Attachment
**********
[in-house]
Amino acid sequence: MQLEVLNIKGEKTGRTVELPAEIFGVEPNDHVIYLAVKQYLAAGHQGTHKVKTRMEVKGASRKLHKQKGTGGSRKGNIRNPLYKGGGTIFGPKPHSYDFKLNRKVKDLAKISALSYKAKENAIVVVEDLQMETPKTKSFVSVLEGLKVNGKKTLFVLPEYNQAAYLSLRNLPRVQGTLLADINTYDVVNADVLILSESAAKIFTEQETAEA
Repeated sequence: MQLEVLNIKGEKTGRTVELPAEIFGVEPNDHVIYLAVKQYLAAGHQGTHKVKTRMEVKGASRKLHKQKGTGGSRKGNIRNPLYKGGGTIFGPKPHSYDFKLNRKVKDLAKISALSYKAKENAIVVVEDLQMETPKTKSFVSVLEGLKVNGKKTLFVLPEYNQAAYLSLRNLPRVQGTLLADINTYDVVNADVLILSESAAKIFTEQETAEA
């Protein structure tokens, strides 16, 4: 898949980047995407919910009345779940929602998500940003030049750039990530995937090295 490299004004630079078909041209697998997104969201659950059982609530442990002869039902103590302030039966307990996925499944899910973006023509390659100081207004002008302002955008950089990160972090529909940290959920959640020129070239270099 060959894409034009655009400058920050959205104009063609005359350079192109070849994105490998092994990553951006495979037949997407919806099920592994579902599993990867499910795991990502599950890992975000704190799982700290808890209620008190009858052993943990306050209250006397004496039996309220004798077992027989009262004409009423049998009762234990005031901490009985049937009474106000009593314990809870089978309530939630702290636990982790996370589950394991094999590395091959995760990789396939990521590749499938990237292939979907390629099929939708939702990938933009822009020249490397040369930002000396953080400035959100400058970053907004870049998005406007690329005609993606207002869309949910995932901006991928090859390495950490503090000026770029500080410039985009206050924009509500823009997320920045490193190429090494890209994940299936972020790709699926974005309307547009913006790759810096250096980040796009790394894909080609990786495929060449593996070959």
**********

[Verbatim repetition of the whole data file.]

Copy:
[in-house]
Amino acid sequence: MQLEVLNIKGEKTGRTVELPAEIFGVEPNDHVIYLAVKQYLAAGHQGTHKVKTRMEVKGASRKLHKQKGTGGSRKGNIRNPLYKGGGTIFGPKPHSYDFKLNRKVKDLAKISALSYKAKENAIVVVEDLQMETPKTKSFVSVLEGLKVNGKKTLFVLPEYNQAAYLSLRNLPRVQGTLLADINTYDVVNADVLILSESAAKIFTEQETAEA
Repeated sequence: MQLEVLNIKGEKTGRTVELPAEIFGVEPNDHVIYLAVKQYLAAGHQGTHKVKTRMEVKGASRKLHKQKGTGGSRKGNIRNPLYKGGGTIFGPKPHSYDFKLNRKVKDLAKISALSYKAKENAIVVVEDLQMETPKTKSFVSVLEGLKVNGKKTLFVLPEYNQAAYLSLRNLPRVQGTLLADINTYDVVNADVLILSESAAKIFTEQETAEA
């Protein structure tokens, strides 16, 4: 898949980047995407919910009345779940929602998500940003030049750039990530995937090295 490299004004630079078909041209697998997104969201659950059982609530442990002869039902103590302030039966307990996925499944899910973006023509390659100081207004002008302002955008950089990160972090529909940290959920959640020129070239270099 060959894409034009655009400058920050959205104009063609005359350079192109070849994105490998092994990553951006495979037949997407919806099920592994579902599993990867499910795991990502599950890992975000704190799982700290808890209620008190009858052993943990306050209250006397004496039996309220004798077992027989009262004409009423049998009762234990005031901490009985049937009474106000009593314990809870089978309530939630702290636990982790996370589950394991094999590395091959995760990789396939990521590749499938990237292939979907390629099929939708939702990938933009822009020249490397040369930002000396953080400035959100400058970053907004870049998005406007690329005609993606207002869309949910995932901006991928090859390495950490503090000026770029500080410039985009206050924009509500823009997320920045490193190429090494890209994940299936972020790709699926974005309307547009913006790759810096250096980040796009790394894909080609990786495929060449593996070959």